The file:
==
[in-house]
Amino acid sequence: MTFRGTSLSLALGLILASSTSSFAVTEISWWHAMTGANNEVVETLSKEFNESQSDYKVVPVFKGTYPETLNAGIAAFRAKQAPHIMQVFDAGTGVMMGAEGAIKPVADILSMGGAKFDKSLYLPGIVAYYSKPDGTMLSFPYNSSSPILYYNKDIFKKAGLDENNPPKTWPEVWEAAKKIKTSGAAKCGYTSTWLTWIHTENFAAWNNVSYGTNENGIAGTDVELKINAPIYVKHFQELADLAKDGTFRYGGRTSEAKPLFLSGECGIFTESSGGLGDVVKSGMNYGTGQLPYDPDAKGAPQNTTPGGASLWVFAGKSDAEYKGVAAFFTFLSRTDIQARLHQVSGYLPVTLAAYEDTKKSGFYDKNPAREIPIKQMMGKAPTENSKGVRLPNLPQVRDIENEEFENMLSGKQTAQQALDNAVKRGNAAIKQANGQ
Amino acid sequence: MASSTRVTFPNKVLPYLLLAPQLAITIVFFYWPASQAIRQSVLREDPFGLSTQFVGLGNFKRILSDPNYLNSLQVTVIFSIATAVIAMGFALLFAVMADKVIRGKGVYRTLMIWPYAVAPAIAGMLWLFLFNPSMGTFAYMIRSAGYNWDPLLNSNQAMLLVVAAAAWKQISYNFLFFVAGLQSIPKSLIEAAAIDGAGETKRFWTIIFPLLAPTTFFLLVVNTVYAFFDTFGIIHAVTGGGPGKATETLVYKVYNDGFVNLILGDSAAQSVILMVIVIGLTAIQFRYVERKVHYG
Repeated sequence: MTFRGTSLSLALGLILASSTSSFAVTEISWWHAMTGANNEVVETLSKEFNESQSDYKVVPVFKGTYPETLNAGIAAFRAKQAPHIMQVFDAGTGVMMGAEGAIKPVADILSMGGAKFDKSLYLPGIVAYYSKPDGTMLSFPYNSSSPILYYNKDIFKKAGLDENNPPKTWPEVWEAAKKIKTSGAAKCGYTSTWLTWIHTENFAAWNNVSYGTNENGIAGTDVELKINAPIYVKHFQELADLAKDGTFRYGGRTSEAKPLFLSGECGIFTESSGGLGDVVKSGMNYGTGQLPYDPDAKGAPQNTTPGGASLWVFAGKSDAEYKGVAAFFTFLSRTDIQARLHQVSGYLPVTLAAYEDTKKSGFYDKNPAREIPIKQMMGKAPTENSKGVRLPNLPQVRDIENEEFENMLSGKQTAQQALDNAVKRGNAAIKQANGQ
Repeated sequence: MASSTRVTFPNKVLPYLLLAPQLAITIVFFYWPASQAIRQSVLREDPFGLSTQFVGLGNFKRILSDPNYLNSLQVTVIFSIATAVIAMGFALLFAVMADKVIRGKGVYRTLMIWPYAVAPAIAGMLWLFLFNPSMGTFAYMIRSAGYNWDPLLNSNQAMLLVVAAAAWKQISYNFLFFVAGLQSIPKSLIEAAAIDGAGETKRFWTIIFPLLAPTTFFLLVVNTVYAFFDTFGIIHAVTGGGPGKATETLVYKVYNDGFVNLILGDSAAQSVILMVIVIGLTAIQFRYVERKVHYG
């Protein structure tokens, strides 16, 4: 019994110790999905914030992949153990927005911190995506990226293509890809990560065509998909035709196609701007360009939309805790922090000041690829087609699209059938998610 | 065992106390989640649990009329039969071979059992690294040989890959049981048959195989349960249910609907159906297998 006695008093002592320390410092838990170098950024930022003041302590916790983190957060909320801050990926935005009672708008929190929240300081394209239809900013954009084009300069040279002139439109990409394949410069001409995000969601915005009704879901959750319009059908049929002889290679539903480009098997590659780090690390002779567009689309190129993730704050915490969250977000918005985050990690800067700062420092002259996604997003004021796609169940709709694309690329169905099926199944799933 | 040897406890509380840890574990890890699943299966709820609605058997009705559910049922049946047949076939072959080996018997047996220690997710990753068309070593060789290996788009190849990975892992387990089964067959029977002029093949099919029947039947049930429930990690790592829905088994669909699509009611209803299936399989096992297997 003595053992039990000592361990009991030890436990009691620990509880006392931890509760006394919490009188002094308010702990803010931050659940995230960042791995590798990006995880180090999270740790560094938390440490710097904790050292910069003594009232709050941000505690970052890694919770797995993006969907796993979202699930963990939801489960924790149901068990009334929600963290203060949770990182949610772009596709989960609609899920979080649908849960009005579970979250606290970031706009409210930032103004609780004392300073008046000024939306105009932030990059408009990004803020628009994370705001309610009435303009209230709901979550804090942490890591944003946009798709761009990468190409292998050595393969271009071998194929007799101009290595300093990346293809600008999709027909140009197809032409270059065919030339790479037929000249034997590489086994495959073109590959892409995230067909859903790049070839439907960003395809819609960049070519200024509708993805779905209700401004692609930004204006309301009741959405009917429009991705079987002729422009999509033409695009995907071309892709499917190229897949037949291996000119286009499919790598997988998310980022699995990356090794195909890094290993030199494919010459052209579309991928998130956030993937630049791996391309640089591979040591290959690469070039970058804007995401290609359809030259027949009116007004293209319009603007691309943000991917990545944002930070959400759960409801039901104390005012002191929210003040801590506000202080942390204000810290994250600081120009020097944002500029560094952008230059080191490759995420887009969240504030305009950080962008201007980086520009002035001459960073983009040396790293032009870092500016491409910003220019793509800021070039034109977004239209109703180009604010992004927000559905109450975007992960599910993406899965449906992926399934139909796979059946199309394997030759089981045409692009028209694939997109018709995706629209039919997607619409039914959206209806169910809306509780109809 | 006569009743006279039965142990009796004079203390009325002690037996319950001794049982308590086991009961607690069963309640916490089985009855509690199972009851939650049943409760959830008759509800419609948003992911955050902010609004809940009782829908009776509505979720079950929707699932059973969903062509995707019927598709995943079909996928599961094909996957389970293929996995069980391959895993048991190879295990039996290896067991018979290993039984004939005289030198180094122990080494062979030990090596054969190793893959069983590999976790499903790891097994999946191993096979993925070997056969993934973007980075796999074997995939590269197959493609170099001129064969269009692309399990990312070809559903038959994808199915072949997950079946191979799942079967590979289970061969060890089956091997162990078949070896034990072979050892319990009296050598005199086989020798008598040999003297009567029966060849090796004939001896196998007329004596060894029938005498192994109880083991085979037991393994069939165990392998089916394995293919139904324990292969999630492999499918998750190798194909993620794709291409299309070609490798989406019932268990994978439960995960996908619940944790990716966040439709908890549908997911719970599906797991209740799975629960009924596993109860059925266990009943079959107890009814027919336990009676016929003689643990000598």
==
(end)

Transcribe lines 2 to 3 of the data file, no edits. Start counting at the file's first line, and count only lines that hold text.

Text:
Amino acid sequence: MTFRGTSLSLALGLILASSTSSFAVTEISWWHAMTGANNEVVETLSKEFNESQSDYKVVPVFKGTYPETLNAGIAAFRAKQAPHIMQVFDAGTGVMMGAEGAIKPVADILSMGGAKFDKSLYLPGIVAYYSKPDGTMLSFPYNSSSPILYYNKDIFKKAGLDENNPPKTWPEVWEAAKKIKTSGAAKCGYTSTWLTWIHTENFAAWNNVSYGTNENGIAGTDVELKINAPIYVKHFQELADLAKDGTFRYGGRTSEAKPLFLSGECGIFTESSGGLGDVVKSGMNYGTGQLPYDPDAKGAPQNTTPGGASLWVFAGKSDAEYKGVAAFFTFLSRTDIQARLHQVSGYLPVTLAAYEDTKKSGFYDKNPAREIPIKQMMGKAPTENSKGVRLPNLPQVRDIENEEFENMLSGKQTAQQALDNAVKRGNAAIKQANGQ
Amino acid sequence: MASSTRVTFPNKVLPYLLLAPQLAITIVFFYWPASQAIRQSVLREDPFGLSTQFVGLGNFKRILSDPNYLNSLQVTVIFSIATAVIAMGFALLFAVMADKVIRGKGVYRTLMIWPYAVAPAIAGMLWLFLFNPSMGTFAYMIRSAGYNWDPLLNSNQAMLLVVAAAAWKQISYNFLFFVAGLQSIPKSLIEAAAIDGAGETKRFWTIIFPLLAPTTFFLLVVNTVYAFFDTFGIIHAVTGGGPGKATETLVYKVYNDGFVNLILGDSAAQSVILMVIVIGLTAIQFRYVERKVHYG